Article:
You might have heard your friends saying that they used the VPN to access something that's not available in your region online. Most commonly, you might have heard it in the context of a new amazon series or a Netflix film not available in your area. While VPN connection is supposed to establish a secure connection between you and the internet, using it doesn't make your digital presence invincible. In fact, the case is quite the opposite.
So, let's start by asking- what is a VPN?
VPN, or Virtual Private Network, takes our internet traffic and encrypts it through a tunnel. VPNs have been gaining popularity nowadays as the providers sponsor streamers and YouTubers. But what can a VPN do?
VPN can bypass geographic restrictions so we can use websites and streaming services of other countries (at least esports are spared form such restrictions for now). It protects us from untrustworthy networks and gives us the anonymity of hiding our real IP address and location.
The VPN market is booming as more users can subscribe to different streaming services, especially in unusual scenarios like the current pandemic. More players are entering the market, and new features keep adding on at a low cost.
But wait, is it safe to use VPNs?
Free VPNs are dangerous. Free VPNs can get the job done, but we may face security problems that could encrypt the data as we browse online. Unpaid VPNs can be hazardous because you either pay for a VPN through a premium subscription or your data. If you aren’t doing any of these two, it is a dangerous ballgame.
Around 86% of the free VPN apps have unacceptable privacy policies. According to some investigations conducted into free VPN apps, there is a sheer lack of transparency in sharing user data with Chinese authorities. The TOP10VPN research found out that around 80% of the top free VPN apps in the Apple Store share user data with third parties.
Risks in using Free VPN
Free VPNs are potentially unsafe and pose a risk as more users download them on Google Play Store and Apple Store. A report suggests that around 3.8 million users install free VPNs, and there is a relative increase in downloads with every passing moment. The numbers represent a lot of user data that can be collected for third parties.
The data could be misused to pose a threat to millions of users. Free VPNs allow malicious third-parties to snoop through our data. They keep track of our content and IP addresses, which are meant to protect us in the first place.
In addition to this, we may face slow speed, unstable connection, and out-dated encryption. A free VPN may lead to even detrimental issues like identity theft.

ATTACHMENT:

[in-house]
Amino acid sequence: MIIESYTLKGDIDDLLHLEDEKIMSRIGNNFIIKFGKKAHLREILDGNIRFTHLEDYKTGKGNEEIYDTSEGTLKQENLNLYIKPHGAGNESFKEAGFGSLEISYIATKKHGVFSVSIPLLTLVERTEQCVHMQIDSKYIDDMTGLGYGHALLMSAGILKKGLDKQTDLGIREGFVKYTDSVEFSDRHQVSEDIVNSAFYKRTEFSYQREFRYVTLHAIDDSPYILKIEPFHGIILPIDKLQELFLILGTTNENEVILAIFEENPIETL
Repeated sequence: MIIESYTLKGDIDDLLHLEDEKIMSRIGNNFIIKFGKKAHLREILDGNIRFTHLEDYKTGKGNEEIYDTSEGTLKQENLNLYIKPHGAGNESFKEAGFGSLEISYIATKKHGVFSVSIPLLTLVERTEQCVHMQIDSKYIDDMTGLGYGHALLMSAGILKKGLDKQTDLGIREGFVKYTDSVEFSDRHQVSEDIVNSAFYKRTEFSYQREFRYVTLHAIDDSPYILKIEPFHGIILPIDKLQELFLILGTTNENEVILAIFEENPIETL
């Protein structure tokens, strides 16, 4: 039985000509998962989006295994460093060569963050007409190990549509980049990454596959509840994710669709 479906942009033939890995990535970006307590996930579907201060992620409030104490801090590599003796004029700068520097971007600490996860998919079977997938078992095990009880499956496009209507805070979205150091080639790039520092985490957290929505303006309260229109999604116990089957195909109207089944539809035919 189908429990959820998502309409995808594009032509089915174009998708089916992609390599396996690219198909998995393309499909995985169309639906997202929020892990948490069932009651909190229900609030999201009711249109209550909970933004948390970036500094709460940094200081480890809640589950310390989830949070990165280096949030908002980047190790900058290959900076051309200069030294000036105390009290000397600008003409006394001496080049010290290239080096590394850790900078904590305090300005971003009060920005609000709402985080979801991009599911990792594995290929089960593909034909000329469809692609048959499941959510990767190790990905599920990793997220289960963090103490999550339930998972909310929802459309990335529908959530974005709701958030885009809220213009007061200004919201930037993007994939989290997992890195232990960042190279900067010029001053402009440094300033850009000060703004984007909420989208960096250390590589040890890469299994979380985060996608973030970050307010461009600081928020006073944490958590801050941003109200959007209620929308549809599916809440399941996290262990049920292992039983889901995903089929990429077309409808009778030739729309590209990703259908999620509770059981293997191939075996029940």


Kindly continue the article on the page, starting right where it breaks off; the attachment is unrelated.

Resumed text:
Android VPN Malware
Most of the Android VPNs contain malware, according to a CSIRO study. VPN Apps have millions of downloads, but your phone might catch a difficult bug if you are a free user. It is always better to have a secure VPN service than a risky service that could potentially steal our bank details (this is scary).
VPN’s privacy policies promise to keep our user information secure and anonymous. It is not always true. They give shady sites access to all our browsing activities. It is a reminder that they make money at our data’s expense.
VPN - Detrimental for Mobile Health
Ransomware attacks have been rapidly increasing in mobile phones. There are a lot of password-stealing trojans as well. The malware can corrupt the phone and steal data. This is not the only way to make money if we have free VPN services. There is more.
The annoying pop-up ads when we use free VPNs are dangerous territory too (even scientists can be tricked by hacking, and we are not kidding). Yes, some VPNs sneak hackers into those pop-ups to look through our browser and follow our digital trail. Hotspot Shield VPN has been caught for such allegations in 2017 when they were hit with an FTC complaint about privacy violations.
As per Carnegie Mellon University researchers, the companies secretly sell our data to third-party advertisers. The advertisements pop-ups and credit card fraud are a few of the major problems we deal with in free VPNs.
Why do people use Free VPN?
One of the leading reasons people use free VPNs is access to stream sites when travelling to other countries. One might even ask, what is the point in accessing the video content when it keeps buffering while using free VPNs?
Most free VPNs sell the bandwidth, putting us in a legal problem. The most famous was Hola VPN, which stole the users’ bandwidth and sold it. The CEO Ofer Vilenski admitted to having done this.
Free VPN services naturally slow down as the traffic bounces around between distant servers.
Trying to sneak into streaming sites through free VPNs can be too costly for you than paying for premium services. Free VPNs often use a stale batch of IPs that could take a long time to load.
Clearly, after knowing what we’ve told you, Netflix and Chill will never be “chill” for you when you are on a free VPN. And we’re glad to rain on your parade because we want you and your data to be safe.
Still, there is a ray of hope – invest in a paid VPN. The better features can shield your data and keep you out of dangerous territories. We trust VPNs with our online privacy and information to guard our digital life- it is only natural we do not get duped with the promise of free.